Skip to main content

Gillard, Julia Eileen

Julia Eileen Gillard (gĬ´lärd), 1961–, Australian political leader, b. Barry, Wales, B.A., LL.B. Univ. of Melbourne 1986. Gillard, who immigrated to Australia with her parents as a young child for health reasons, was active in Labor politics as a college student and worked in industrial law after graduating. From 1996 to 1998 she was an opposition political staff chief in Victoria state. First elected to parliament's lower house in 1998, she served in opposition shadow cabinets from 2001. Allying with Kevin Rudd, she was elected deputy party leader when he won the leadership post in 2006. She served as deputy prime minister and minister for employment and workplace relations, for education, and for social inclusion after the Australian Labor party's victory in 2007. When Prime Minister Rudd suffered a dramatic loss in popularity in 2010, Gillard, aligned with Labor's left wing, challenged him for the party leadership. After he chose to step aside, she succeeded him as prime minister, becoming Australia's first woman prime minister. When she called an early election later in 2010 the Liberal-National coalition won a plurality of seats, but Labor remained in office with the support of independents. She fended off leadership challenges from Rudd in 2012–13 before losing to him in June, 2013, and did not stand for reelection Sept., 2013.

Cite this article
Pick a style below, and copy the text for your bibliography.

  • MLA
  • Chicago
  • APA

"Gillard, Julia Eileen." The Columbia Encyclopedia, 6th ed.. . 24 Apr. 2019 <>.

"Gillard, Julia Eileen." The Columbia Encyclopedia, 6th ed.. . (April 24, 2019).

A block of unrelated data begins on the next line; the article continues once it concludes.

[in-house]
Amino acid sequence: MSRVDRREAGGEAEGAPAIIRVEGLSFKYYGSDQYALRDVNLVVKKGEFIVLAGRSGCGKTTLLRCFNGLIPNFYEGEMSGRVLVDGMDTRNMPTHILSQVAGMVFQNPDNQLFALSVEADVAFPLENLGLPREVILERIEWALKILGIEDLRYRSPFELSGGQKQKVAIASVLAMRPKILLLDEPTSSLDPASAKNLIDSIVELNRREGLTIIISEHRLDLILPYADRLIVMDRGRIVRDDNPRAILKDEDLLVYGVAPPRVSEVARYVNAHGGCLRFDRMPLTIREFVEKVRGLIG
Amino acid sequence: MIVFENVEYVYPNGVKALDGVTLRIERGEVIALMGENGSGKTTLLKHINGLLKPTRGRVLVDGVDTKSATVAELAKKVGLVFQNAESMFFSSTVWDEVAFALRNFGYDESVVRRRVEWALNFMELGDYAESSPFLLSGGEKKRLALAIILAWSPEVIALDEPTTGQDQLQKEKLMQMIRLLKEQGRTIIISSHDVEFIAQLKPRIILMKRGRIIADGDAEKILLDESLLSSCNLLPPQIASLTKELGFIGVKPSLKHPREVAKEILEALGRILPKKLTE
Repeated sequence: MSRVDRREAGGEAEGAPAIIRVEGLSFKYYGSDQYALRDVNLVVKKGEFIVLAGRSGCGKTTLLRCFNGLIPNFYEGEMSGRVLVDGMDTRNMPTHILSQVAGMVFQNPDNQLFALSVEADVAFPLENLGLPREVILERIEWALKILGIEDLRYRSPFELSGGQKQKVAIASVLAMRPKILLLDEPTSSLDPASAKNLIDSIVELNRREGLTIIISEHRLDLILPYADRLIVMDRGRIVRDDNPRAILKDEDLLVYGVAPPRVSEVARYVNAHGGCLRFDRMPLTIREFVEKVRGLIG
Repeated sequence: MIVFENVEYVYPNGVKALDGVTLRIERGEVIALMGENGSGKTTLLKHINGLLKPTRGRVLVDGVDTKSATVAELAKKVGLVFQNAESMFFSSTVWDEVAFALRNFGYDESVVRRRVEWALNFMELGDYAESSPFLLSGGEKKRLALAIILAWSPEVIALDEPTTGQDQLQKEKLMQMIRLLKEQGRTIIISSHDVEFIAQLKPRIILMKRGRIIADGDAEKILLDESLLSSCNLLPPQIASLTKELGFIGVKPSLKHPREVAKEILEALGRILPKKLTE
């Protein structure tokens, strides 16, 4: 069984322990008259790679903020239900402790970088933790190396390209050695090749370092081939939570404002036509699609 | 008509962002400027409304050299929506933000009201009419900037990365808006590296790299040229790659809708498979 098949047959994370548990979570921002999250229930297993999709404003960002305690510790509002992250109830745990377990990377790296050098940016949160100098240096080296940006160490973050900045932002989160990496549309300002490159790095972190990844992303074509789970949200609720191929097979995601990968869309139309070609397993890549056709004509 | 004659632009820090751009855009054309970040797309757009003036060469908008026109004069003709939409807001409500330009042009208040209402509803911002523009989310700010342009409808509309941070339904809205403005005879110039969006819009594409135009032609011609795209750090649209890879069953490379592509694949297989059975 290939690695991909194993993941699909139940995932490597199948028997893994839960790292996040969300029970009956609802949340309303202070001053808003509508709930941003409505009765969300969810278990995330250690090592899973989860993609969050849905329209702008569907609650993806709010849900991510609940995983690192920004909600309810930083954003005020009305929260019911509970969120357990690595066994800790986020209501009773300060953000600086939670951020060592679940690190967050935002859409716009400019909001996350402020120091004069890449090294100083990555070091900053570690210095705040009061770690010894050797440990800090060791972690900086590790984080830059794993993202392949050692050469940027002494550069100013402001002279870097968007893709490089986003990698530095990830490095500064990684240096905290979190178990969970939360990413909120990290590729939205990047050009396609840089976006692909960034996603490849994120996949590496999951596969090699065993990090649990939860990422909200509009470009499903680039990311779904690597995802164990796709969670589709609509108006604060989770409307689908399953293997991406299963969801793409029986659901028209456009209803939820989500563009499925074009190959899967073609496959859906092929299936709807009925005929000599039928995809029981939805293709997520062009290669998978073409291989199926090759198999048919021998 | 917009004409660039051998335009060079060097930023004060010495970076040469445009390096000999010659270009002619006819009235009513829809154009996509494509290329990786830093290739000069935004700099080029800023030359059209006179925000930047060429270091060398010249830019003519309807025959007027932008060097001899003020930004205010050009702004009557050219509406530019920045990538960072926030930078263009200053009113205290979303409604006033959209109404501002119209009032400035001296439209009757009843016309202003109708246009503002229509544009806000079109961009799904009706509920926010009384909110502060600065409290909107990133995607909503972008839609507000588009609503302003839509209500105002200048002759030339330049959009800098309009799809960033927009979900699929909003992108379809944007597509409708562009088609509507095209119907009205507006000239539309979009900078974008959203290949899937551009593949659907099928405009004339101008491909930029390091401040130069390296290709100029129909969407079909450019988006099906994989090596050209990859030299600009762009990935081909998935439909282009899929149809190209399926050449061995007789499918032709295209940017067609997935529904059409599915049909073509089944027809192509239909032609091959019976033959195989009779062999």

"Gillard, Julia Eileen." The Columbia Encyclopedia, 6th ed.. . Retrieved April 24, 2019 from

Learn more about citation styles

Citation styles gives you the ability to cite reference entries and articles according to common styles from the Modern Language Association (MLA), The Chicago Manual of Style, and the American Psychological Association (APA).

Within the “Cite this article” tool, pick a style to see how all available information looks when formatted according to that style. Then, copy and paste the text into your bibliography or works cited list.

Because each style has its own formatting nuances that evolve over time and not all information is available for every reference entry or article, cannot guarantee each citation it generates. Therefore, it’s best to use citations as a starting point before checking the style against your school or publication’s requirements and the most-recent information available at these sites:

Modern Language Association

The Chicago Manual of Style

American Psychological Association

  • Most online reference entries and articles do not have page numbers. Therefore, that information is unavailable for most content. However, the date of retrieval is often important. Refer to each style’s convention regarding the best way to format page numbers and retrieval dates.
  • In addition to the MLA, Chicago, and APA styles, your school, university, publication, or institution may have its own requirements for citations. Therefore, be sure to refer to those guidelines when editing your bibliography or works cited list.